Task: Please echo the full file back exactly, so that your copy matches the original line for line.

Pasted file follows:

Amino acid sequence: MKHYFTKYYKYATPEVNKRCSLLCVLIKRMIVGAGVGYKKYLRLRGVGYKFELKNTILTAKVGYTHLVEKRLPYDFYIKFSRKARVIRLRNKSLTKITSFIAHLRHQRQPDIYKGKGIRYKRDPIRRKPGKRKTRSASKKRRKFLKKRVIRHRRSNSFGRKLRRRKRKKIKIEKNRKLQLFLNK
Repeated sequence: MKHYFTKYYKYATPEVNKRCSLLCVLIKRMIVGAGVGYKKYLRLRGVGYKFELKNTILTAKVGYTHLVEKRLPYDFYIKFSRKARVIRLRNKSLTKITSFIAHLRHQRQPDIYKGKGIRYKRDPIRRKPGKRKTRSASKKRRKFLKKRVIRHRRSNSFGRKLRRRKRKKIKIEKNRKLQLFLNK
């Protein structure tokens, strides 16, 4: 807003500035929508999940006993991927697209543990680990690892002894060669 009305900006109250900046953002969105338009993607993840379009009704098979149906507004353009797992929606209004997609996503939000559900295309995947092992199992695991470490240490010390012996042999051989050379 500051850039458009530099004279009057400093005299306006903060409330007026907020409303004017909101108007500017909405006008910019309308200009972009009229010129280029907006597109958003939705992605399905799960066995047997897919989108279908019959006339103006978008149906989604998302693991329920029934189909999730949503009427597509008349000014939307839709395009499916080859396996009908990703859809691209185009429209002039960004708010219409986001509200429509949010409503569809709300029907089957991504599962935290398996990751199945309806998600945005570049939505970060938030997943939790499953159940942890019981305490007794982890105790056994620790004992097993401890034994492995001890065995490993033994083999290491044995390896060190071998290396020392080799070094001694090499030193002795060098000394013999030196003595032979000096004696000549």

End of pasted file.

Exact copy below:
Amino acid sequence: MKHYFTKYYKYATPEVNKRCSLLCVLIKRMIVGAGVGYKKYLRLRGVGYKFELKNTILTAKVGYTHLVEKRLPYDFYIKFSRKARVIRLRNKSLTKITSFIAHLRHQRQPDIYKGKGIRYKRDPIRRKPGKRKTRSASKKRRKFLKKRVIRHRRSNSFGRKLRRRKRKKIKIEKNRKLQLFLNK
Repeated sequence: MKHYFTKYYKYATPEVNKRCSLLCVLIKRMIVGAGVGYKKYLRLRGVGYKFELKNTILTAKVGYTHLVEKRLPYDFYIKFSRKARVIRLRNKSLTKITSFIAHLRHQRQPDIYKGKGIRYKRDPIRRKPGKRKTRSASKKRRKFLKKRVIRHRRSNSFGRKLRRRKRKKIKIEKNRKLQLFLNK
């Protein structure tokens, strides 16, 4: 807003500035929508999940006993991927697209543990680990690892002894060669 009305900006109250900046953002969105338009993607993840379009009704098979149906507004353009797992929606209004997609996503939000559900295309995947092992199992695991470490240490010390012996042999051989050379 500051850039458009530099004279009057400093005299306006903060409330007026907020409303004017909101108007500017909405006008910019309308200009972009009229010129280029907006597109958003939705992605399905799960066995047997897919989108279908019959006339103006978008149906989604998302693991329920029934189909999730949503009427597509008349000014939307839709395009499916080859396996009908990703859809691209185009429209002039960004708010219409986001509200429509949010409503569809709300029907089957991504599962935290398996990751199945309806998600945005570049939505970060938030997943939790499953159940942890019981305490007794982890105790056994620790004992097993401890034994492995001890065995490993033994083999290491044995390896060190071998290396020392080799070094001694090499030193002795060098000394013999030196003595032979000096004696000549």